"Fifth. The gout preserves its patients from the great danger of fevers. "Gouty persons, by reason of a fixed dyscrasy of the blood, are not

obnoxious to fevers. As they live free from the dreadful pains of the headach, so likewise from the scorching heat of fevers. I pity the young and healthy not for their present ease, but because of their imminent danger. A cheerful glass may perchance throw him into a fever, and that fever perchance cost him his life; whereas the man that's blest with the gout, fearlessly ventures the duty of the table, well knowing that when the worst comes to the worst, 'tis but roaring in purgatory some forty days or so, and by that time the gout has carried off clean all food for fever. They turn out, like burnt tobacco pipes, clean and pure, and fit for paradise. Such is a true picture of the fire of the gout which spends the morbific matter that might otherwise throw the body into a hellish fever. So that 'tis a truth, clear as the sun, if more people had the gout, fewer would die of a fever. Having placed these things in so clear a light, I am strongly persuaded that not your Worship only, but the generality of the age will set their prejudices aside, and yield to the happy force of the many useful truths, which by the bright illumination of a violent gout-paroxysm, I have here discovered; so that hereafter, instead of the old parting compliments-save you, sir; God keep you in good health-I question not but we shall say-the gout defend you, sir; God give you the gout:-for we ought not to hope for a blessing without the means. To wish a man the gout is to wish him that, which withdraws fuel from diseases, and preserves life at so cheap a rate, it costs a man not a penny more than patience.

"It has been the opinion of some writers, that none can be saved who die of the plague, but in judging of the future state of others, I think it best to venture being mistaken on the charitable side; and, therefore, I would sooner believe that none can be damned who have the gout.

"Sixth. To crown the honour of the gout, it is not to be cured.

"The gout defies all your gross galenical methods, and all your exalted chemical preparations; for the conjunct causes thereof, as the learned WILLIS Confesses, lie in parts so very remote that the virtues of no medicines can reach them; and heaven be praised for it, for why, sir, would you cure (as you call it) the gout, which gives you pain without danger, a better taste of health by an acquaintance with pain; a knowledge of future things; freedom from the head-ach, and from fevers? The doctor and not the gout is your enemy. We may say of every medicaster, whether a college or a stage doctor, habemus confitentem reum; the whole clan of them are homicides by their own confession. The principles of their art, they say, are difficult to be understood, and uncertain to be relied on; and then also the temperament of the body, on which they practise, can be but guessed at ; so that the success of the most learned practitioner can be but casual. Now, that after this, these men should be entertained, and so general admittance given to their practice, does evidently prove that the generality of men, when they lose their health, lose their wits too.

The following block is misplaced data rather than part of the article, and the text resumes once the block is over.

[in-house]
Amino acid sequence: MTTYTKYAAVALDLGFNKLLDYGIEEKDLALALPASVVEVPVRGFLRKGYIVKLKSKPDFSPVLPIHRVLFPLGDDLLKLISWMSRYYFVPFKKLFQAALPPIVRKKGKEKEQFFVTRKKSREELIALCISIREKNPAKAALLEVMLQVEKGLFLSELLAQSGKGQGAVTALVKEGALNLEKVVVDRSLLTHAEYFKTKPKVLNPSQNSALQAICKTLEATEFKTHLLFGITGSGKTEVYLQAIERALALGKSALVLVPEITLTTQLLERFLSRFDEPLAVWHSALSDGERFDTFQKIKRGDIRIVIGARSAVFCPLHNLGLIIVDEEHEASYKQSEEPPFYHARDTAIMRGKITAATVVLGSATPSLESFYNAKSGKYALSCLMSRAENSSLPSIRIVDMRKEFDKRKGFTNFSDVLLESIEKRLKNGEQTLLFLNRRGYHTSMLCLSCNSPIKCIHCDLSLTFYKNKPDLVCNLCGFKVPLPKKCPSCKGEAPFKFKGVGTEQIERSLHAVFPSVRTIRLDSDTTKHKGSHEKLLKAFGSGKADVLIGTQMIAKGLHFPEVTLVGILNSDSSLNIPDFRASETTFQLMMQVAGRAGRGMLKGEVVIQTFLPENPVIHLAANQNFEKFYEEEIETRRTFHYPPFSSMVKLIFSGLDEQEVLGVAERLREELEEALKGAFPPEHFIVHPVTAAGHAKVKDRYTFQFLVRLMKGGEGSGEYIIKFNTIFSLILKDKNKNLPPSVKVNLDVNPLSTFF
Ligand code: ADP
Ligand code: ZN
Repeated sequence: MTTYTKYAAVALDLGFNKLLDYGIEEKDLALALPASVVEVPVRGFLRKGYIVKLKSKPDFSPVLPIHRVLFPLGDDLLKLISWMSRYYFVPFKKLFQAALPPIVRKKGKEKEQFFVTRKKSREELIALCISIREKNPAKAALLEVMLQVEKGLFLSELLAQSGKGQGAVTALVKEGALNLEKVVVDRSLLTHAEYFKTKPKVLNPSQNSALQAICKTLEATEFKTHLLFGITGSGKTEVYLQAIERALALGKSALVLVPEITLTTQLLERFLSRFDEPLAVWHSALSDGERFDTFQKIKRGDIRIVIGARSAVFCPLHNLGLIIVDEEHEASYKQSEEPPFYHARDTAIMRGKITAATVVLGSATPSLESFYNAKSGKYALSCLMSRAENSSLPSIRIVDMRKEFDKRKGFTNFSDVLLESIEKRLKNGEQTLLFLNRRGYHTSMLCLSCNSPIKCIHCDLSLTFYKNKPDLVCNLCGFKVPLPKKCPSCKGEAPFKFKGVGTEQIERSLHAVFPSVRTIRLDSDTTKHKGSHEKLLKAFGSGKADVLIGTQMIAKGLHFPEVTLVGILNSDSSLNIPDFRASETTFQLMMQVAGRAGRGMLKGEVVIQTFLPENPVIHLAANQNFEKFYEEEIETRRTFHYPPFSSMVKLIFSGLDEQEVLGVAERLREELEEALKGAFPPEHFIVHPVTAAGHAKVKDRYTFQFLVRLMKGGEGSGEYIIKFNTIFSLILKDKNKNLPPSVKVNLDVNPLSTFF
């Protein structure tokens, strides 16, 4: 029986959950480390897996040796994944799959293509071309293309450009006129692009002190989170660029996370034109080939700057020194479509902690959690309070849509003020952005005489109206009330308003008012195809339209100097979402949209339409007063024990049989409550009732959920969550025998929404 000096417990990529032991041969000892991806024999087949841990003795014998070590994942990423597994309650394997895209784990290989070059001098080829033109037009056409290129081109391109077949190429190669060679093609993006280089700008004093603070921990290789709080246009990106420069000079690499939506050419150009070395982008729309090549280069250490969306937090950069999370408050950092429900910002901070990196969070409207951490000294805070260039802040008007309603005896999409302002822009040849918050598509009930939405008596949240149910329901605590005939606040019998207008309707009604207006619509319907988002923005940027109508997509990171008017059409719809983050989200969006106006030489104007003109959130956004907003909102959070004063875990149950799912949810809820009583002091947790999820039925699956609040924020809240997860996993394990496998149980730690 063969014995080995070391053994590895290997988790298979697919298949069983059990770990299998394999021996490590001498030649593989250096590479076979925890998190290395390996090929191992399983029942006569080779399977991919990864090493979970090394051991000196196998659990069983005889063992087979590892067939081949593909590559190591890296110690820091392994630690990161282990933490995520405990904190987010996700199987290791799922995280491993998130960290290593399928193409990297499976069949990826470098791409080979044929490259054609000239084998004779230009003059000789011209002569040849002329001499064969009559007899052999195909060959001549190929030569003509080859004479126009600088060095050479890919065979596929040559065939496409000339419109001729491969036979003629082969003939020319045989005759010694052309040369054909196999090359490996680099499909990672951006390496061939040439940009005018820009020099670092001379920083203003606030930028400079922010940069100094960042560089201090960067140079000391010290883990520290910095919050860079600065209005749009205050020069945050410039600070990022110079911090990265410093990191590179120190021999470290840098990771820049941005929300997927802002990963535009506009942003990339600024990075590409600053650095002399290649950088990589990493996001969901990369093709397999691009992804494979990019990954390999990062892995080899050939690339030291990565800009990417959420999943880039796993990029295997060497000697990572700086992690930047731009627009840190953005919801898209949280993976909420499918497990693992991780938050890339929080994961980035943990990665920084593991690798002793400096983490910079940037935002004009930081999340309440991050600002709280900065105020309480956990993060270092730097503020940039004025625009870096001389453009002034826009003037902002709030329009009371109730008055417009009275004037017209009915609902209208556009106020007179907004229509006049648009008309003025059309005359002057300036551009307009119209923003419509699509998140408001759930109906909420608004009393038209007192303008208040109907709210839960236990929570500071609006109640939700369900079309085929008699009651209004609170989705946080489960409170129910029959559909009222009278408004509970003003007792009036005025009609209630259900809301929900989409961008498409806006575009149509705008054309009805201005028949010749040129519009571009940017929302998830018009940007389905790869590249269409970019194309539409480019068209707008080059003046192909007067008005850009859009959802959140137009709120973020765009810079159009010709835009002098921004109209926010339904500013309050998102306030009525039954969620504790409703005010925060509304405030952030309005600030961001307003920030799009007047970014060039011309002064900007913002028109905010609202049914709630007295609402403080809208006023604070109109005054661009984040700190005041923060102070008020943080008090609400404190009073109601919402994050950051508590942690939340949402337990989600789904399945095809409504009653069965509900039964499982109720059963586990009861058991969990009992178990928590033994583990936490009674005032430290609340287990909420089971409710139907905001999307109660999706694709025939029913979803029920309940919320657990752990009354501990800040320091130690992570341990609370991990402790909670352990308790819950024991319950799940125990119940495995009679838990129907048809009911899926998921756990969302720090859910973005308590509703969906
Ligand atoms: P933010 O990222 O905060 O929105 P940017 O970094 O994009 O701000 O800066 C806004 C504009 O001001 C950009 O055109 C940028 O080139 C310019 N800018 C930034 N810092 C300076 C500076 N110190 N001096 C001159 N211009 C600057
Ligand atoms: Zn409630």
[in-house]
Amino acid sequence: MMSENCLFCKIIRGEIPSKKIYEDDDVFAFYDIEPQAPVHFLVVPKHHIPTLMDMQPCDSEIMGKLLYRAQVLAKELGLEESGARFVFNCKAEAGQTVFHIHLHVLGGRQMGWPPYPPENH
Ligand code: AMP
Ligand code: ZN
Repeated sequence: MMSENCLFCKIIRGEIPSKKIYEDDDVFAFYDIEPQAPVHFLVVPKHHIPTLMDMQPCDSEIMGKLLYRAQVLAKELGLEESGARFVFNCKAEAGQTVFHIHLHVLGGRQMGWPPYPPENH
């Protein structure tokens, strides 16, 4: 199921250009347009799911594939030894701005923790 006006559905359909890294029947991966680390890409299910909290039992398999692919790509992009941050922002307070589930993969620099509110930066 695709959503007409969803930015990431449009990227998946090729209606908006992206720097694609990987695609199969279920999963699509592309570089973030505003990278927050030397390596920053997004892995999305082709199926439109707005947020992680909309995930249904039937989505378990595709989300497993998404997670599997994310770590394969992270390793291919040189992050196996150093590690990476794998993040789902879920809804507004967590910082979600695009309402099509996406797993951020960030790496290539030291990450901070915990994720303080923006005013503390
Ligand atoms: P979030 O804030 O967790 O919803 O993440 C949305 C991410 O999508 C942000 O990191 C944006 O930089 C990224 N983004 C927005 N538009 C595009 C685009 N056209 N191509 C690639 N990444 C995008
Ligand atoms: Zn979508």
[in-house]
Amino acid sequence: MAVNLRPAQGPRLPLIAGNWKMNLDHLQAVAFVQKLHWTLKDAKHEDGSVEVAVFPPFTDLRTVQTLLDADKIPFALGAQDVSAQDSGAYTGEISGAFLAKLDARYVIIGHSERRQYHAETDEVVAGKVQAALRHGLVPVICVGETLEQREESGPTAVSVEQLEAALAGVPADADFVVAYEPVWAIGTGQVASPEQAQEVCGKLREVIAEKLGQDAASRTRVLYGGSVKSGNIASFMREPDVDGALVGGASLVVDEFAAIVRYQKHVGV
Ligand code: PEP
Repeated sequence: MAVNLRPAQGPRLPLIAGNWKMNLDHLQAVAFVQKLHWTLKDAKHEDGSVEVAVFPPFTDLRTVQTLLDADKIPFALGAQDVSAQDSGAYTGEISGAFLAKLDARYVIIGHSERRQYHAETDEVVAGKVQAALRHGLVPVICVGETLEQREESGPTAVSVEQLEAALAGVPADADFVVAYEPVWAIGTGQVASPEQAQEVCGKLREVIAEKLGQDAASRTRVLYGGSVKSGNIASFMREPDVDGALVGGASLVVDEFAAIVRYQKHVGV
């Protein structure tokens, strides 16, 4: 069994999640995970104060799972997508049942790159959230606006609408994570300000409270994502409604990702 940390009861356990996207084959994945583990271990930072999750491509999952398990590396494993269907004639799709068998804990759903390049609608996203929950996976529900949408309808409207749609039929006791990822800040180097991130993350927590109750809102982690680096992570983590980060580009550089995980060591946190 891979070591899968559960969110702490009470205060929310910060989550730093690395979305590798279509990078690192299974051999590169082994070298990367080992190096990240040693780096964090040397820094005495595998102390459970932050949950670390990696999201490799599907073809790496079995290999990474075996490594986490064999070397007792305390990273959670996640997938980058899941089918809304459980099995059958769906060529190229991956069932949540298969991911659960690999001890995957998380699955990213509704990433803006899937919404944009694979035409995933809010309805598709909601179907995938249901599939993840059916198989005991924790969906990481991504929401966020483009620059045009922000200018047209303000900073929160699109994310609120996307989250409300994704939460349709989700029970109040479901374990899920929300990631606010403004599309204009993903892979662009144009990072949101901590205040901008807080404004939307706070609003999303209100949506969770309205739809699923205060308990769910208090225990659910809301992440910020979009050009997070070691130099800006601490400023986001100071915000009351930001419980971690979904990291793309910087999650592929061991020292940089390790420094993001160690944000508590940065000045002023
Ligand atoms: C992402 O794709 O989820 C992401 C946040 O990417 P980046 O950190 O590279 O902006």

"GALEN, who is still revered as a God by modern practitioners, acknowledges it impossible to find out a medicine that shall do any great good one way, and not do as much hurt another. Trust to nature. Nature throwing off morbific matter to the remoter parts of the body does designedly beget the gout, and make use of that admirable remedy to cure diseases already gotten, and to prevent others. But it is not mere reason which I rely on, when I advise men to trust nature alone for their recovery, and never go to a doctor; I have the greatest authority to support my advice.